In an exclusive but anonymous interview, the commander of a tank unit fighting near Bakhmut spoke with Kyiv Post over the telephone about conditions on the front-lines.

 “The worst thing is when you first get to the front under the heavy shelling,” he said. “Preparing for this is impossible. Your body automatically huddles to the ground as much as possible. Going through drills at the training grounds is one thing, but when you smell death, it is terrifying, and this reaction is normal. Over time, you don't react the same way to things that terrify ordinary people.”

Disputing some reports, the commander noted that the Russian forces that he has faced have shown no shortage of ammunition nor heavy artillery, while his own higher-ups instructed his unit to use shells sparingly and only on select targets. Other basic needs like food and shelter have never been in ready supply, he said.

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“When we go to the front lines, no one provides us with accommodation,” he explained. “So, we look for old abandoned houses and hide our equipment there. Then, we try to find a better house and rustle up some food. The main thing is that it should be at least a little warm and have some stove or tiles to cook on. Usually, there are such houses, and we are more or less comfortable as much as that is possible.

“Sometimes you sleep in the car or somewhere else, but we usually find a way to rest, which is very important. We eat what the Armed Forces provide, which is only sometimes good. In winter, there were huge problems with the water supply.

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“Usually, we want to sleep in late, but that's not always possible. If there are quiet moments, no one wakes anyone up for breakfast. There are many nervous people there, so giving them a chance to rest is essential.”

The first thing a soldier needs to understand is that he is going to be stressed, the tank commander said.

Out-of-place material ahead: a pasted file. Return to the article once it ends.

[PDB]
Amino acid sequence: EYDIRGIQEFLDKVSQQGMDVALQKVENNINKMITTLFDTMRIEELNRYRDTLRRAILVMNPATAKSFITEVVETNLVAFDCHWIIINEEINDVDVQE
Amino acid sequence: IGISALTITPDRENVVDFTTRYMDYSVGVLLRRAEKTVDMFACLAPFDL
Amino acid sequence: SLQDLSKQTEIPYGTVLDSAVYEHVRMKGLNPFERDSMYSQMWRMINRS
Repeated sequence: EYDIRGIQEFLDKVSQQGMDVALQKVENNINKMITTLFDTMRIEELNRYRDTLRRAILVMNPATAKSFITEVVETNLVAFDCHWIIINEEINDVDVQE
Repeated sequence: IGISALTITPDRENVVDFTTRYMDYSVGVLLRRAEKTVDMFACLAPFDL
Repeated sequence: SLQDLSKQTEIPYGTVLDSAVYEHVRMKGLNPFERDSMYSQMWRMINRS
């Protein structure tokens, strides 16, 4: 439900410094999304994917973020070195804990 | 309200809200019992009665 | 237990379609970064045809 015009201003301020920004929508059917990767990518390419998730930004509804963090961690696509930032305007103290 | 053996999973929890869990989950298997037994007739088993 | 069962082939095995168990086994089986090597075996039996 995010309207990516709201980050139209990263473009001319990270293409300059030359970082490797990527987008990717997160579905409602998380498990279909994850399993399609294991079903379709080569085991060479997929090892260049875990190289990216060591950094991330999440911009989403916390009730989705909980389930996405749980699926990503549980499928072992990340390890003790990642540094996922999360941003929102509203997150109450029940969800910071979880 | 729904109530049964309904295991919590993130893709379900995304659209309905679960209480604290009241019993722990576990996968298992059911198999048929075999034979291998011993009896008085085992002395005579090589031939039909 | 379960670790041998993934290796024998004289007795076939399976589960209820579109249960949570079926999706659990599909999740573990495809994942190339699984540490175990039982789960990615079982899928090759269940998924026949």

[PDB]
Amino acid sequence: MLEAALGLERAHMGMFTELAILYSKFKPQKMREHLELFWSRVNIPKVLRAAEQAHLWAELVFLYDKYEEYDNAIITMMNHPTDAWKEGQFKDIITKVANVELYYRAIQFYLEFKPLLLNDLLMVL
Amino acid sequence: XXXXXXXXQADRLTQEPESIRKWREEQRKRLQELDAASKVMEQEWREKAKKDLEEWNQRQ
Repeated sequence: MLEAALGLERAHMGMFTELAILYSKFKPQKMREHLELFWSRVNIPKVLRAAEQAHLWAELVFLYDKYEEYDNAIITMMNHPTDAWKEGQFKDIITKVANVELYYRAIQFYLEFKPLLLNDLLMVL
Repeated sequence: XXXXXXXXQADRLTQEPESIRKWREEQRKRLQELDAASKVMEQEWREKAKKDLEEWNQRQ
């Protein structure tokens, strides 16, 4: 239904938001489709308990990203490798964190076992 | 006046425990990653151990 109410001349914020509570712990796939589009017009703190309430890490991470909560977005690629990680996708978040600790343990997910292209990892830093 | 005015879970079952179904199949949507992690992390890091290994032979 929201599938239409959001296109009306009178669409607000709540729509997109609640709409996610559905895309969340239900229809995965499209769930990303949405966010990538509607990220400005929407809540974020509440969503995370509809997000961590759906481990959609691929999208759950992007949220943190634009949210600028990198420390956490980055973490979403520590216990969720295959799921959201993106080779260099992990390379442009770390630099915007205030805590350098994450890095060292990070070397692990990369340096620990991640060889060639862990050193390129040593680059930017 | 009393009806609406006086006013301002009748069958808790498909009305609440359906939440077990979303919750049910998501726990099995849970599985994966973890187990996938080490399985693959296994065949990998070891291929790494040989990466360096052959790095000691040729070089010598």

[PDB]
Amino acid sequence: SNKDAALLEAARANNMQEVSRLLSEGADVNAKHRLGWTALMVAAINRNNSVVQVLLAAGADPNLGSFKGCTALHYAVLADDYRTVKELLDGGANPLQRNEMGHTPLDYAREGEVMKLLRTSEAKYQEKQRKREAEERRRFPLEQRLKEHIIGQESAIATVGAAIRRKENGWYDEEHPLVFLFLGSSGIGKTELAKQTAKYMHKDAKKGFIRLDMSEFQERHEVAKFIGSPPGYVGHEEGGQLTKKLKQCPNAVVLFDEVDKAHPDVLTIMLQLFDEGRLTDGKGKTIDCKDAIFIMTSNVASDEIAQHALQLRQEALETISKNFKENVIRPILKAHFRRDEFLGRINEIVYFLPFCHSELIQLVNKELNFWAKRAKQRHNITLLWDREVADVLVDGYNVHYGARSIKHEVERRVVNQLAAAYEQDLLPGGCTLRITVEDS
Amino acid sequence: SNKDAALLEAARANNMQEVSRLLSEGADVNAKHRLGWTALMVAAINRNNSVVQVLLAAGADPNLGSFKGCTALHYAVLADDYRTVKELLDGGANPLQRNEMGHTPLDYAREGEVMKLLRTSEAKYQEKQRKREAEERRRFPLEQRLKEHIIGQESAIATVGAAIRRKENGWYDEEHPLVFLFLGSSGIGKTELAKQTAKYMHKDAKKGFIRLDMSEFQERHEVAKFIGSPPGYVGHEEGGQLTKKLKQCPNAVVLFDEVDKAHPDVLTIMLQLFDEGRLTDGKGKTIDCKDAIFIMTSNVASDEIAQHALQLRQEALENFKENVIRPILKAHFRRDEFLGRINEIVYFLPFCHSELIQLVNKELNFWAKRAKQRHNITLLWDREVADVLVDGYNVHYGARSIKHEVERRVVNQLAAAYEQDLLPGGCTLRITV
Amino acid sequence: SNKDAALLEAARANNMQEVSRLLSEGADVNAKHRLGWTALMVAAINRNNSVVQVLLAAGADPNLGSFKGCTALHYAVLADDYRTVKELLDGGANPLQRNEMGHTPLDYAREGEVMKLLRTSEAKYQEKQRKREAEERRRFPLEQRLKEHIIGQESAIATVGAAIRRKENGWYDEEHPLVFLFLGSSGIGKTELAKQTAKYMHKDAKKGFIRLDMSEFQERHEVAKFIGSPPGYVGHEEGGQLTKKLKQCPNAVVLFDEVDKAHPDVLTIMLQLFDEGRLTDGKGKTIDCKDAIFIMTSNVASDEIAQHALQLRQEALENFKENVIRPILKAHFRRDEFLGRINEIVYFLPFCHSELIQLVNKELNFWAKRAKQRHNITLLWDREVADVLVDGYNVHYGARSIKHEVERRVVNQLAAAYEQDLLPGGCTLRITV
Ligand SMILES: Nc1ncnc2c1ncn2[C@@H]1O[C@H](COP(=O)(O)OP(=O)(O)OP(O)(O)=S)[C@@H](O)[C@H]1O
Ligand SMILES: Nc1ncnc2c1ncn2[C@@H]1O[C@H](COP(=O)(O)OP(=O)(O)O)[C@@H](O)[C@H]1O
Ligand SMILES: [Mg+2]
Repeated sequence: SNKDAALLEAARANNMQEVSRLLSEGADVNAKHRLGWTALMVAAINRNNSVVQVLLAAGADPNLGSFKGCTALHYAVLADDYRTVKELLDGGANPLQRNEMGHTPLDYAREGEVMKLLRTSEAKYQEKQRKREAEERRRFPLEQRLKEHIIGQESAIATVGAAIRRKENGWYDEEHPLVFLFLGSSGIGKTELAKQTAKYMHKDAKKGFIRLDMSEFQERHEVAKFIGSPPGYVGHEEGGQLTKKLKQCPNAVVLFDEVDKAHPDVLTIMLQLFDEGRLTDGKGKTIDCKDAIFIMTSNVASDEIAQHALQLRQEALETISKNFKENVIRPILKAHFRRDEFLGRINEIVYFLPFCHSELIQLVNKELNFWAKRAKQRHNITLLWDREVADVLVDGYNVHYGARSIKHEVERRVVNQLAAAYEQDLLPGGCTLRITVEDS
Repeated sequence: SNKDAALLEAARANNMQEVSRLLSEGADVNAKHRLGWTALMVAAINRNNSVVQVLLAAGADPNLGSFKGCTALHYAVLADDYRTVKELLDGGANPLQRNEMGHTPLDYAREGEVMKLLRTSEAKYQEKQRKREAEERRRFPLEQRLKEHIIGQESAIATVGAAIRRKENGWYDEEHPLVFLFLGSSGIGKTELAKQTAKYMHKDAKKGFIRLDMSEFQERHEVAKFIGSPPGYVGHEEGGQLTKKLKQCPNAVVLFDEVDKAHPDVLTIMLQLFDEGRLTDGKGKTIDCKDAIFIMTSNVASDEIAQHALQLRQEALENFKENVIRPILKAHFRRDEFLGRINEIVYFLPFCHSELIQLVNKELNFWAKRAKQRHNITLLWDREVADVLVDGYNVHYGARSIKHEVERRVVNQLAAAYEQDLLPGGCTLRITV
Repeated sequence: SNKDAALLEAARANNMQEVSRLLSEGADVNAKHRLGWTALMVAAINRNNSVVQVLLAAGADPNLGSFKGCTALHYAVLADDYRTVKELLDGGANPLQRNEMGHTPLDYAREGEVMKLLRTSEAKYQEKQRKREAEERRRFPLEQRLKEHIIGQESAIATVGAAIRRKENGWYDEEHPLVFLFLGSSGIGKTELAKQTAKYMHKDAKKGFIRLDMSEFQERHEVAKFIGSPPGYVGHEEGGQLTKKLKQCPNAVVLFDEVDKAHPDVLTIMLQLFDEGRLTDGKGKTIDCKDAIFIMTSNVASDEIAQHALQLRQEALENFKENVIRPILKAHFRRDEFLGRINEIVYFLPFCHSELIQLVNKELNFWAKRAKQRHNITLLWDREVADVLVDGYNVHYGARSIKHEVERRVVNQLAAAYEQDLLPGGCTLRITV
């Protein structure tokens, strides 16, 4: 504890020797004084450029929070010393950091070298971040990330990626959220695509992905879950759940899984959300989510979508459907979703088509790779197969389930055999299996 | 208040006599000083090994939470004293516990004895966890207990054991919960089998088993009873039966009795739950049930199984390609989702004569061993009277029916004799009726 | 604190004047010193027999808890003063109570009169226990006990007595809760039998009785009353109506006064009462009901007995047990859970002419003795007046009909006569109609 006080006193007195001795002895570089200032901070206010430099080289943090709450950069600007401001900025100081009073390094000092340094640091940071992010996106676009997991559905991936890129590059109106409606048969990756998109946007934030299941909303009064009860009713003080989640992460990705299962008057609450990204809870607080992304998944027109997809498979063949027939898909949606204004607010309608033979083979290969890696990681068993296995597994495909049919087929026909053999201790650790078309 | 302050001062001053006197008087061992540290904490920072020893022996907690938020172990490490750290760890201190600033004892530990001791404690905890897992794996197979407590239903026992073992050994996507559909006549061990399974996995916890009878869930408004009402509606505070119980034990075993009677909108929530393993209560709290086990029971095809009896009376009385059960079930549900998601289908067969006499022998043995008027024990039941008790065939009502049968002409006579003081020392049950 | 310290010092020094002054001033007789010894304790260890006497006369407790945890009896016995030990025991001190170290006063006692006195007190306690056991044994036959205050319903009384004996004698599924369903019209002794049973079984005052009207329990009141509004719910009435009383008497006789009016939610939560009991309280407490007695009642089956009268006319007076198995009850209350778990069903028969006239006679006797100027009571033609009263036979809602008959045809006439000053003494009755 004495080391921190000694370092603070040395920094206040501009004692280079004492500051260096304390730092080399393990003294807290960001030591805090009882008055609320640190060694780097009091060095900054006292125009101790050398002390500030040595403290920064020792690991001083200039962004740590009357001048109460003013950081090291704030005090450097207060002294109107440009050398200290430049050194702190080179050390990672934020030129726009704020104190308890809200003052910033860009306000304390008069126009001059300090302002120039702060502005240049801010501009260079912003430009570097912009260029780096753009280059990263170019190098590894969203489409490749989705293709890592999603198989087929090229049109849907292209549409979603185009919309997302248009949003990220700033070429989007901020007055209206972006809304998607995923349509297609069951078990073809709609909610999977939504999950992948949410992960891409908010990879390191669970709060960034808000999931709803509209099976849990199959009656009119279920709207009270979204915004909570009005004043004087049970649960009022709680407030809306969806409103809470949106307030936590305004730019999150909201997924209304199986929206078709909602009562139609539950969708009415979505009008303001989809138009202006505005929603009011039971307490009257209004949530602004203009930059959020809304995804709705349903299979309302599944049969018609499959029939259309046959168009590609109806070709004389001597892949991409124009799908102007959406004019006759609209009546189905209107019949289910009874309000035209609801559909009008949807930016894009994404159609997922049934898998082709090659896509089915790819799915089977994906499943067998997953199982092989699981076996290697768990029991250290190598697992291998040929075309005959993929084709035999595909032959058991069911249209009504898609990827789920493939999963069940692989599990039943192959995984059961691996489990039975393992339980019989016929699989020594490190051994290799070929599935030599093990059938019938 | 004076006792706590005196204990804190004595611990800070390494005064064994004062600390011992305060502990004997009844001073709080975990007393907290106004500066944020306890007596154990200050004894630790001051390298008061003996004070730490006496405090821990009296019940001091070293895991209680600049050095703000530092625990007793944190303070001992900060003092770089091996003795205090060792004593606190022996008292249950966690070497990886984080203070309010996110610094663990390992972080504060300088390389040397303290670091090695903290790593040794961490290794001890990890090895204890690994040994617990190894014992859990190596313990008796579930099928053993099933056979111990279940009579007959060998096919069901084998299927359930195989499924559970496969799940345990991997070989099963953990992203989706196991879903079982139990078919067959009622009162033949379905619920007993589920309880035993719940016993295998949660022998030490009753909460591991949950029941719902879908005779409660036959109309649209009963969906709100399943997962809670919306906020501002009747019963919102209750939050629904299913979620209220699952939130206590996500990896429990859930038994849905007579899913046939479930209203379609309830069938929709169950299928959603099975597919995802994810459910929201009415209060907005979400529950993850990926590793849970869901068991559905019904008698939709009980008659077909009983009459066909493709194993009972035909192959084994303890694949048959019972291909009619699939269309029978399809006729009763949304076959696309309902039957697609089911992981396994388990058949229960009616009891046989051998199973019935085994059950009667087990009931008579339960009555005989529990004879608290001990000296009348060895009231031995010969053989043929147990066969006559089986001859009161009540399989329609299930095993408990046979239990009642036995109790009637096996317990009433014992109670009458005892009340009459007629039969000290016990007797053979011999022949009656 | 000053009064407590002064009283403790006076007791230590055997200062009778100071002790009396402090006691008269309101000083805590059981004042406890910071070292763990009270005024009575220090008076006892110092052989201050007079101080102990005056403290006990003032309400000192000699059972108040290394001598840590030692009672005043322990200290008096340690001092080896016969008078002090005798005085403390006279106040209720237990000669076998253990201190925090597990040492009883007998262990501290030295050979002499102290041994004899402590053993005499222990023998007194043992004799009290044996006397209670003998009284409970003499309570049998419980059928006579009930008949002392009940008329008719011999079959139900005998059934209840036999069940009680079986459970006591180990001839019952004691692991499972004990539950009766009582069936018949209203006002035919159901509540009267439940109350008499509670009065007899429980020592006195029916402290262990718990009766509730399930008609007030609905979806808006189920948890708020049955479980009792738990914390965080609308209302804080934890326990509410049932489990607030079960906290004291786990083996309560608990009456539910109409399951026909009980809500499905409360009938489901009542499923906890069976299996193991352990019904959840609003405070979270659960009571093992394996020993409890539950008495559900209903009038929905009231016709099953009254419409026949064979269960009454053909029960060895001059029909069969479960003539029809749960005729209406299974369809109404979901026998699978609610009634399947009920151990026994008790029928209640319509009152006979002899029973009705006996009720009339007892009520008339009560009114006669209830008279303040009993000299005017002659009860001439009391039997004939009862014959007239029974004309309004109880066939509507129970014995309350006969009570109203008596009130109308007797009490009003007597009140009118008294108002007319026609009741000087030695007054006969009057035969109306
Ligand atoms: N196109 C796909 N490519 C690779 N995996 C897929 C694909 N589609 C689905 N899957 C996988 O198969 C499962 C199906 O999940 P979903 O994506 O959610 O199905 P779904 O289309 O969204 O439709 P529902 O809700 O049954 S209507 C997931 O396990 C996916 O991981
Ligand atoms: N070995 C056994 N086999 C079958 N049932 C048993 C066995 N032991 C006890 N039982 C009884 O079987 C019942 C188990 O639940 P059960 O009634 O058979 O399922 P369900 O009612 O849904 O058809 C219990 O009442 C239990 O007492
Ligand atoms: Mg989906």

“This is the first step, and then that person will start looking for a way out, to feel better. Many people do not understand that they are stressed and can be very aggressive, making it difficult to calm them down. I am the head of a unit, and I face this very often. I make jokes and use humor to ease the tension.

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“The second method is to talk to them in private. I say: ‘You know, we are all in a similar situation. Who is waiting for you at home?’ The guy starts to cry, tears flow, and it's normal. Emotions come out. A person remembers the happy moments of his life, gets out of this reality a little bit, and then plunges into positive memories. It helps a lot, and I'm saying this from experience because it has helped me, too. I tried to take sedatives, but it didn't help.”

It's even more challenging for those who have been on vacation before returning to battle, the officer said. They've been home, seen their families and children, and it's psychologically difficult for them to return.

“People in Kyiv go to work as usual,” he said. “I see how unhurried everyone is here as if there is no war. Not everyone is in the same situation. They have yet to see what we have seen, and maybe it's better that they haven't.”

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However, he noted, civilian volunteers have helped out with things like generators, and his wife started a collection for a car, and they were able to buy one.

“I was amazed that strangers helped,” he said. “The military only sometimes supports such initiatives. There was a commander who helped with supplies, but the new one now refuses to accept official help from volunteers, thereby avoiding any responsibility,” he said.

The commander also alleged that there was a manage-up culture in the military.

“When the high command visits us, my comrades ask me to keep quiet about the problems and show that everything is excellent. My colleagues are keen to please the high command. It’s like in the Soviet Union. But why should I keep quiet? If there is a problem, you need to speak up, because how else are we going to solve it?”

Just before the interview, the commander himself had recently returned from an EU training mission, a brief respite from the fighting.

“I have a very positive impression of my military training in the EU. I studied here in Ukraine, and I can compare both. The materials and level of training here are many times inferior. We were treated very well in the EU. We were provided with uniforms and food, and everything was great.

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“I had been serving for a year without time off, almost since the beginning of the full-scale invasion,” he said. “Now, because I was abroad, I finally was able to see my family. I wanted nothing more than to hug them and smell their hair,” he said. “Now I'm in Kyiv, but going back to the front soon. I don't even want to think about it now.

“My wife and daughter have just arrived,” he said, signing off. “I can’t talk with you anymore.”

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Persian
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Yes, ukraine must fighting against russia, for urope&usa

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